After the first flowers appear, feed every one or two weeks with a half-strength liquid tomato feed. You could also add some Seaweed extract to the water once a week.
Pollinating Flowers: (optional)
The plants are self fertile and will generally pollinate themselves. However, if you want to give them a helping hand to ensure that lots of fruit are set indoors, use a cotton wool bud or paintbrush to gently sweep the inside of the flowers, going from one flower to the next, transferring the pollen. The flower's petals will drop off as the green middle part of the flower starts to swell slightly. This is the pepper beginning to grow.
Harvesting: May to October.
The peppers will take a few weeks to develop and a further couple weeks to ripen. You may pick them off the plant any time after they are fully developed but do not leave them on for too long, as delaying after the pepper is ready for harvest will result in a decline of further yields.
Store in a plastic bag in the fridge for several days, or chop and freeze for up to six months.
They can be dried by putting them into a mesh bag, hang the bag up in a dry, airy, but not sunny spot.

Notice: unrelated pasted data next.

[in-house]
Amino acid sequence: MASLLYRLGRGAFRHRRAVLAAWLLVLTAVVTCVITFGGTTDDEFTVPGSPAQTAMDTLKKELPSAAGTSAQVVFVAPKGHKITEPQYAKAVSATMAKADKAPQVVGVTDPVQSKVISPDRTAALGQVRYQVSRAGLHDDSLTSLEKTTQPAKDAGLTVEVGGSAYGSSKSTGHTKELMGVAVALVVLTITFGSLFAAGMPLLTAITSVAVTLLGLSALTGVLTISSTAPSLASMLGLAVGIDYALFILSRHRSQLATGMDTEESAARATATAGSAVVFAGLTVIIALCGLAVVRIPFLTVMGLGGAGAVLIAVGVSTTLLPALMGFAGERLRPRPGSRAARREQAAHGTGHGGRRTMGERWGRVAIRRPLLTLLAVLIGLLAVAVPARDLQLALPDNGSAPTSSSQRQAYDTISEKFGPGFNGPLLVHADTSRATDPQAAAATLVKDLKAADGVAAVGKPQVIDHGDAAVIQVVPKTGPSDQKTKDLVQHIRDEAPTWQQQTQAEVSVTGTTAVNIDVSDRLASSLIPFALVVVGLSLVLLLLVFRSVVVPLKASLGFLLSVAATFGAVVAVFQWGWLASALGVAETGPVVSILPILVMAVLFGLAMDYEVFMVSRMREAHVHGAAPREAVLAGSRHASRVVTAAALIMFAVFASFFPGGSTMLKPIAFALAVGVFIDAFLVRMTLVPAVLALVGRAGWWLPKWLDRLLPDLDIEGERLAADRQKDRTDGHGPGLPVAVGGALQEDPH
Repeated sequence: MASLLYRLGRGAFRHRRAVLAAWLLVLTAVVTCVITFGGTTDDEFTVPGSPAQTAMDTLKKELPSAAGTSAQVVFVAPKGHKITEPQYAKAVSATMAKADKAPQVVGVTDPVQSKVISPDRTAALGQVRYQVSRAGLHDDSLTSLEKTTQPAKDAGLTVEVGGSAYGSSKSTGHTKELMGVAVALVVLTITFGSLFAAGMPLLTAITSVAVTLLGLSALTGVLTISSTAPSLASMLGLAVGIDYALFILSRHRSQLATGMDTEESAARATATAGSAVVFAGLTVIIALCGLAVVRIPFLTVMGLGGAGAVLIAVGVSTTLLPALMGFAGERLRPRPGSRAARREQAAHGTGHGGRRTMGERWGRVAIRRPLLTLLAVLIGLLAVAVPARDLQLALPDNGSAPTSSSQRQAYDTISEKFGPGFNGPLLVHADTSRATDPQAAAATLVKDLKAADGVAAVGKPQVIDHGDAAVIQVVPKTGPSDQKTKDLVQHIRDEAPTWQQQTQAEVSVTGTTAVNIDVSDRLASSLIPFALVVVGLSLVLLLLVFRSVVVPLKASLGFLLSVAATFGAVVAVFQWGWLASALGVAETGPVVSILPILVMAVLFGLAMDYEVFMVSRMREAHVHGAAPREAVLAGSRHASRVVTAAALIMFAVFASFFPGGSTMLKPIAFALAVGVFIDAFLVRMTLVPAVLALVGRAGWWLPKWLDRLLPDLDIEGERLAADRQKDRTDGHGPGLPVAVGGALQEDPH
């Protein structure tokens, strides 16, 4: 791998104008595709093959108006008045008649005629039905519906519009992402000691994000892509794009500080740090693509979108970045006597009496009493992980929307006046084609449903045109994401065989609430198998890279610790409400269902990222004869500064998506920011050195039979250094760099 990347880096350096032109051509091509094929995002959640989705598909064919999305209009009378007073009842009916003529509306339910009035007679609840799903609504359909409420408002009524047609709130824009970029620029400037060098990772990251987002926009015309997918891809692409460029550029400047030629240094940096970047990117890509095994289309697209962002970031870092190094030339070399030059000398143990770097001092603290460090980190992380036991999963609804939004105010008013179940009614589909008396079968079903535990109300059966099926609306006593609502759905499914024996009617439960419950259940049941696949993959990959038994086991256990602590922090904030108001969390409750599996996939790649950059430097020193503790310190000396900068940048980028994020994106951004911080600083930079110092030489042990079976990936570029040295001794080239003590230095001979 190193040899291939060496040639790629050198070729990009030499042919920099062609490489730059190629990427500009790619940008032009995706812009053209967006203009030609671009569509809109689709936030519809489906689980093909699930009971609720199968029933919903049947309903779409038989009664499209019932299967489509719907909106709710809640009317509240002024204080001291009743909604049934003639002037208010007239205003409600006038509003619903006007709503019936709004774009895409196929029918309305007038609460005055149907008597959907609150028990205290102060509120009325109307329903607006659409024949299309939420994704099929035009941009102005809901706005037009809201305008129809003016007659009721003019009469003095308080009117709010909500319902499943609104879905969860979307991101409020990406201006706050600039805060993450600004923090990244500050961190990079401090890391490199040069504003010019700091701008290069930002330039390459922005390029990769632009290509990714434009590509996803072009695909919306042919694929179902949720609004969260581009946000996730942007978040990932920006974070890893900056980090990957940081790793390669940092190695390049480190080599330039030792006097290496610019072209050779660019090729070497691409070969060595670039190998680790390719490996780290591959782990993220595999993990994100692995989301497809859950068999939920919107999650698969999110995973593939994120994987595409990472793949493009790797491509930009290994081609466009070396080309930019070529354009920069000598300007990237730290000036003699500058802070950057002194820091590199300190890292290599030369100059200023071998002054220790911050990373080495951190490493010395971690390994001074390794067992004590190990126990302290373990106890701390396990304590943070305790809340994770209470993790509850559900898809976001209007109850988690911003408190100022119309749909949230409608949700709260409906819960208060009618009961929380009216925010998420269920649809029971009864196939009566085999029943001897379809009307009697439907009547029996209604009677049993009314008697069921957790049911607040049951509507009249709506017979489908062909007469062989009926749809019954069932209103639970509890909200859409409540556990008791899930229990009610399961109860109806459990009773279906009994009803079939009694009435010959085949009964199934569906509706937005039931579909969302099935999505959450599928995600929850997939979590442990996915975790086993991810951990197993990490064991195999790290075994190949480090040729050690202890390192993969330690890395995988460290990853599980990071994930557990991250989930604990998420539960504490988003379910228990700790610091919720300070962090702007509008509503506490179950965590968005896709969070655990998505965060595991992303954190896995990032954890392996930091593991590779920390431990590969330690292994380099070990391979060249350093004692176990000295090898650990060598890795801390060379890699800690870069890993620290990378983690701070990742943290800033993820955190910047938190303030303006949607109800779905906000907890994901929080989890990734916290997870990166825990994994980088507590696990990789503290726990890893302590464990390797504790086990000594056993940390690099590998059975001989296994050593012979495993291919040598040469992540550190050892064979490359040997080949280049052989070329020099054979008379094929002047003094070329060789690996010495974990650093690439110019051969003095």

Good Companions: Tomatoes, geraniums, and, petunias.
Bad Companions: Avoid beans, kale, cabbage, and brussels sprouts.
Pimiento is an originally Spanish term that was added to English (a loanword) and is often spelt Pimento. Pronounced pimjento it is a variety of red, heart-shaped chili pepper that has one of the lowest Scoville scale ratings of any chili pepper.
Pimiento peppers are also the familiar red stuffing found in prepared, Spanish, green olives and are commonly used for making pimento cheese,
In Spain they are 'pimjento' while in 'pimentão' is the Portuguese word for a bell pepper.
- Additional Information
Packet Size 20 Seeds Common Name Mild 500 to 2,500 SHU. Other Language Names USA: Pimento Pepper Family Solanaceae Genus Capsicum Species annum Cultivar Pimiento de Padrón Synonym Spanish Pepper Hardiness Tender Perennial often used as an Annual Fruit Ripens from green to red Height Grows to around 150cm (48in) tall Position Grown in good light, but should not be exposed to direct sunlight Soil Rich moist soil. Time to Sow Sow from mid February to mid June Harvest Pick them off the plant any time after they are fully developed Time to Harvest 75 days to harvest